PORT ST. LUCIE, Fla. -- Since arriving in camp two weeks ago, Gio Gonzalez has found himself talking more about off-the-field developments -- his connection to the Biogenesis clinic under investigation, his addition to Team USA's roster for the World Baseball Classic -- than anything having to do with actually pitching a baseball.
Tonight, then, offered Gonzalez the opportunity to return to his comfort zone. He took the mound at Tradition Field for his first start of the year, and all was right with the world again.
Even if he was surprisingly nervous in that moment.
"It's good to get on that mound again and get back at it," the left-hander said. "Especially with the fan support I was getting out there. It's good to hear that fans still support you and still love you. There were butterflies. You get the butterflies again. That's a good thing."
Those butterflies manifested themselves into a somewhat shaky first inning for Gonzalez, who was unable to locate his fastball with much consistency and wound up needing 25 pitches to complete the frame. But a mechanical adjustment between innings helped him keep his front shoulder closed and allowed him to start peppering the strike zone with his mid-90s fastball and allowed him to end his brief evening on a high note: 2 scoreless, hit-less innings against the Mets.
"It's trying to pick up the target and stay back. It's trying to stay closed," he said of his mechanical approach. "Just like a hitter, you want to stay compact and not fly open. That's the same thing as a pitcher. You want to stay compact, stay closed and pick up your target on time."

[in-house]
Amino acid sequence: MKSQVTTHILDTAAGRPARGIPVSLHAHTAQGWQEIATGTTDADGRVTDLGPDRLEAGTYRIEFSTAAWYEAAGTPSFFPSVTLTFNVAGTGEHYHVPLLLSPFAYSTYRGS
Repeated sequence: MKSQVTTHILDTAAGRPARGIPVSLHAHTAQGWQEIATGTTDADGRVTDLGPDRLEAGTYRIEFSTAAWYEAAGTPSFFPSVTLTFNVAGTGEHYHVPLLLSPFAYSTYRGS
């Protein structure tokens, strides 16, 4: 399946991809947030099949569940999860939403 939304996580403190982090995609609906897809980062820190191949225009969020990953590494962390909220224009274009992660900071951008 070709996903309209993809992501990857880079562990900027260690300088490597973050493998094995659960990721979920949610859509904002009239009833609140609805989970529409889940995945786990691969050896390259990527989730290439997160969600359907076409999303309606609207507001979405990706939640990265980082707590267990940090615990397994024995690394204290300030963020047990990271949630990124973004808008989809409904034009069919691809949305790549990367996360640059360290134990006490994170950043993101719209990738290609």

Gonzalez's trademark curveball had no glitches whatsoever; he fired off a couple of knee-bucklers in the first inning, catching both David Wright and Ike Davis.
"Just a gifted athlete, a gifted pitcher," manager Davey Johnson said. "His fastball runs all over the place. And his curveball is unhittable. He's right where he left off."
The only blemish on Gonzalez's night wasn't from his pitching line but on his forehead, where a large red spot emerged out of nowhere. The lefty's explanation: His dog, a French bulldog named Hollywood, did it.
"She gave me a rug burn," he said. "I hate her. And then I love her. And then I look in her face and I love her again."
Gonzalez was loose and carefree as ever, happy to talk about pitching and his dog for a change instead of the Biogenesis story.
He was especially happy to talk about the positive reaction he got from fans who cheered his name when he took the mound for the first time in what has already been an eventful spring.
"You don't know what the reaction is going to be like out there with the fans, when you're in somebody else's ballpark," Gonzalez said. "But when you got a lot of people showing love and supporting you, I think that means a lot to someone. They appreciate it. And I appreciate it."